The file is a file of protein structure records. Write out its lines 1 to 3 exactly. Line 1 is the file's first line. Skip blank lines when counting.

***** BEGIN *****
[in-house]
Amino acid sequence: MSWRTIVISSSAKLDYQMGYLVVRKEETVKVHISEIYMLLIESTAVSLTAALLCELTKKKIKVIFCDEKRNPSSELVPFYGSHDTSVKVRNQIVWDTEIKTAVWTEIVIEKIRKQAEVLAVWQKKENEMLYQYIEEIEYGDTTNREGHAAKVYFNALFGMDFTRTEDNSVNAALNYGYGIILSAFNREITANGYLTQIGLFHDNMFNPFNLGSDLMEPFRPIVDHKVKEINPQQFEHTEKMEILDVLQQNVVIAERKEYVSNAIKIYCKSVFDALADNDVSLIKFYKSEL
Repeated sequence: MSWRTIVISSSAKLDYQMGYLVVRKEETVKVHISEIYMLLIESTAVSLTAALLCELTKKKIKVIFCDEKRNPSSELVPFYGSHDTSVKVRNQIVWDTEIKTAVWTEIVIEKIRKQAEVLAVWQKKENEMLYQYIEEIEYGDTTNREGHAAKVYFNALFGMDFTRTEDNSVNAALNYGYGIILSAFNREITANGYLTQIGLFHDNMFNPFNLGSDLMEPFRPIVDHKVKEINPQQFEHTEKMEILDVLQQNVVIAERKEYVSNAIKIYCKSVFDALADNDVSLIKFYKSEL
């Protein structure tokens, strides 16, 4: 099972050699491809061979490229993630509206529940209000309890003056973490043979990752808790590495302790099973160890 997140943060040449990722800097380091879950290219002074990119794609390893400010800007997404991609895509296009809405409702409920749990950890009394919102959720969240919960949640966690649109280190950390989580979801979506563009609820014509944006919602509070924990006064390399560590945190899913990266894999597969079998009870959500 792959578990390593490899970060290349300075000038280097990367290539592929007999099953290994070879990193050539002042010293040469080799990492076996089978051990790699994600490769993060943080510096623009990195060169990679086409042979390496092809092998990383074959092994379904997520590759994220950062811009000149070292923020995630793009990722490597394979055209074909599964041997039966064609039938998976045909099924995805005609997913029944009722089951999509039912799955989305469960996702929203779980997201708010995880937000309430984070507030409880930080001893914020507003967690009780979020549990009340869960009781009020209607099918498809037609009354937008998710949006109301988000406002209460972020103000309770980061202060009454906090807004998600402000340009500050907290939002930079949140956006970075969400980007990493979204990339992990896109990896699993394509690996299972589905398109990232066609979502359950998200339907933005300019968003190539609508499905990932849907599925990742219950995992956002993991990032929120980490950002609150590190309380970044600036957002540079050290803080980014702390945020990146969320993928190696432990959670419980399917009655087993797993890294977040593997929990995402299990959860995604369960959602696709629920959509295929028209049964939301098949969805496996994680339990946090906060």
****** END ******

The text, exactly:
[in-house]
Amino acid sequence: MSWRTIVISSSAKLDYQMGYLVVRKEETVKVHISEIYMLLIESTAVSLTAALLCELTKKKIKVIFCDEKRNPSSELVPFYGSHDTSVKVRNQIVWDTEIKTAVWTEIVIEKIRKQAEVLAVWQKKENEMLYQYIEEIEYGDTTNREGHAAKVYFNALFGMDFTRTEDNSVNAALNYGYGIILSAFNREITANGYLTQIGLFHDNMFNPFNLGSDLMEPFRPIVDHKVKEINPQQFEHTEKMEILDVLQQNVVIAERKEYVSNAIKIYCKSVFDALADNDVSLIKFYKSEL
Repeated sequence: MSWRTIVISSSAKLDYQMGYLVVRKEETVKVHISEIYMLLIESTAVSLTAALLCELTKKKIKVIFCDEKRNPSSELVPFYGSHDTSVKVRNQIVWDTEIKTAVWTEIVIEKIRKQAEVLAVWQKKENEMLYQYIEEIEYGDTTNREGHAAKVYFNALFGMDFTRTEDNSVNAALNYGYGIILSAFNREITANGYLTQIGLFHDNMFNPFNLGSDLMEPFRPIVDHKVKEINPQQFEHTEKMEILDVLQQNVVIAERKEYVSNAIKIYCKSVFDALADNDVSLIKFYKSEL